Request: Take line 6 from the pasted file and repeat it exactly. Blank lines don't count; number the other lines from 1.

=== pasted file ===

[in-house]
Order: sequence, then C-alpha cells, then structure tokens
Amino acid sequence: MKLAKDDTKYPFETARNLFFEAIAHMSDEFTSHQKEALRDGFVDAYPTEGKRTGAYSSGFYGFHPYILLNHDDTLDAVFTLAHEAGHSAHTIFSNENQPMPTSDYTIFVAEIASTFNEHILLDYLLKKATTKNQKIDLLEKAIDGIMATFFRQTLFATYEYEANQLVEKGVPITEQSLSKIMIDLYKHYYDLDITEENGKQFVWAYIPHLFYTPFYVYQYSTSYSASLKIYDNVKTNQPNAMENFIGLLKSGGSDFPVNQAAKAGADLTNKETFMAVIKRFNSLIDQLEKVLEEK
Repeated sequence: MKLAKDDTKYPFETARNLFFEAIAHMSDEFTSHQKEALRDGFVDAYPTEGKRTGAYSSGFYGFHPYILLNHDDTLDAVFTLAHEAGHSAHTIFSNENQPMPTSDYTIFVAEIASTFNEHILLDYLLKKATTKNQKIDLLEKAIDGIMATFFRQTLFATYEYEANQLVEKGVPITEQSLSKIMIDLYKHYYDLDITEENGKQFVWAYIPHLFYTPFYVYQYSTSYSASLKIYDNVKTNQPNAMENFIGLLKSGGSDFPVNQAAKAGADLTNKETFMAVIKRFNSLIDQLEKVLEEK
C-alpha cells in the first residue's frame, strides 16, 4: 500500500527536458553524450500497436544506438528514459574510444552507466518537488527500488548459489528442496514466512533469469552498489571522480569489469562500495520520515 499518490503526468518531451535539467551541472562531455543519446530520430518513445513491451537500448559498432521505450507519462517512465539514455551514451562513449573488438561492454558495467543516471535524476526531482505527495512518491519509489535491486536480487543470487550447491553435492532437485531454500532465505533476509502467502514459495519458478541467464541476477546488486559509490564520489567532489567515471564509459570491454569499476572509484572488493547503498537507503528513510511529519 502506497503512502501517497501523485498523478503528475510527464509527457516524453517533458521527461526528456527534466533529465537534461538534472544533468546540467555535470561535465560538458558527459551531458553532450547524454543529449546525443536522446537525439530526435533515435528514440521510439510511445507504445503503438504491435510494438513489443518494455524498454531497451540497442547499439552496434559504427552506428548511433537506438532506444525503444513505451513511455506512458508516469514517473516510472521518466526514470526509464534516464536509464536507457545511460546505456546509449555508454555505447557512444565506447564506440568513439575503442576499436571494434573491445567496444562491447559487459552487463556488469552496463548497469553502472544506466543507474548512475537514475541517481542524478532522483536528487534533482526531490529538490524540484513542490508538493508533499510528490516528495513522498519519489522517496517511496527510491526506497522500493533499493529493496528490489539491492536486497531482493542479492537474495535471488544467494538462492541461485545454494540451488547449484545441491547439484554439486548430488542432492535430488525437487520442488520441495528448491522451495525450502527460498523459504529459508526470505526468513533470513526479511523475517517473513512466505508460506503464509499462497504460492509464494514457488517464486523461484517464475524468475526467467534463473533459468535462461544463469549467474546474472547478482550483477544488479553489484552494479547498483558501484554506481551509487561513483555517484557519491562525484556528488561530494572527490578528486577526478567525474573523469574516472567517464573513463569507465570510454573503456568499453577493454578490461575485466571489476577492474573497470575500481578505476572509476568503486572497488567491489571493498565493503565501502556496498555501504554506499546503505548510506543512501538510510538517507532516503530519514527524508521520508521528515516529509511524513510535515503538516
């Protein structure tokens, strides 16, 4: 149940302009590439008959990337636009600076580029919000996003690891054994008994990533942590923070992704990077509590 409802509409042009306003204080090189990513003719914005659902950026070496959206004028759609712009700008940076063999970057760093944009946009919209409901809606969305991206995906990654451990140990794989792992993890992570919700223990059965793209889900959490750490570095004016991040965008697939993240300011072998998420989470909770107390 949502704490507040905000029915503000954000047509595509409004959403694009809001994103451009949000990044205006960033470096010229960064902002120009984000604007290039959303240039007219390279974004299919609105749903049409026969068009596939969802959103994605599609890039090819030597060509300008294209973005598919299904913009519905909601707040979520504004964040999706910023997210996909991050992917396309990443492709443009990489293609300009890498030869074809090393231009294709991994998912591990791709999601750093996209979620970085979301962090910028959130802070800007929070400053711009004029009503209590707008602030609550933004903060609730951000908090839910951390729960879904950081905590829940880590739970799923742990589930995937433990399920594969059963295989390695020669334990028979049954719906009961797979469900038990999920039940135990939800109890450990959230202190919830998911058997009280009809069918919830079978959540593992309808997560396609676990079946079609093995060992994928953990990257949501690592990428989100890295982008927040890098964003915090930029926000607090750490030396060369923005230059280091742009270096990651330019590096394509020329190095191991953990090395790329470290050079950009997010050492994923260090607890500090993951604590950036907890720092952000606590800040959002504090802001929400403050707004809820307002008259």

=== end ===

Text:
């Protein structure tokens, strides 16, 4: 149940302009590439008959990337636009600076580029919000996003690891054994008994990533942590923070992704990077509590 409802509409042009306003204080090189990513003719914005659902950026070496959206004028759609712009700008940076063999970057760093944009946009919209409901809606969305991206995906990654451990140990794989792992993890992570919700223990059965793209889900959490750490570095004016991040965008697939993240300011072998998420989470909770107390 949502704490507040905000029915503000954000047509595509409004959403694009809001994103451009949000990044205006960033470096010229960064902002120009984000604007290039959303240039007219390279974004299919609105749903049409026969068009596939969802959103994605599609890039090819030597060509300008294209973005598919299904913009519905909601707040979520504004964040999706910023997210996909991050992917396309990443492709443009990489293609300009890498030869074809090393231009294709991994998912591990791709999601750093996209979620970085979301962090910028959130802070800007929070400053711009004029009503209590707008602030609550933004903060609730951000908090839910951390729960879904950081905590829940880590739970799923742990589930995937433990399920594969059963295989390695020669334990028979049954719906009961797979469900038990999920039940135990939800109890450990959230202190919830998911058997009280009809069918919830079978959540593992309808997560396609676990079946079609093995060992994928953990990257949501690592990428989100890295982008927040890098964003915090930029926000607090750490030396060369923005230059280091742009270096990651330019590096394509020329190095191991953990090395790329470290050079950009997010050492994923260090607890500090993951604590950036907890720092952000606590800040959002504090802001929400403050707004809820307002008259």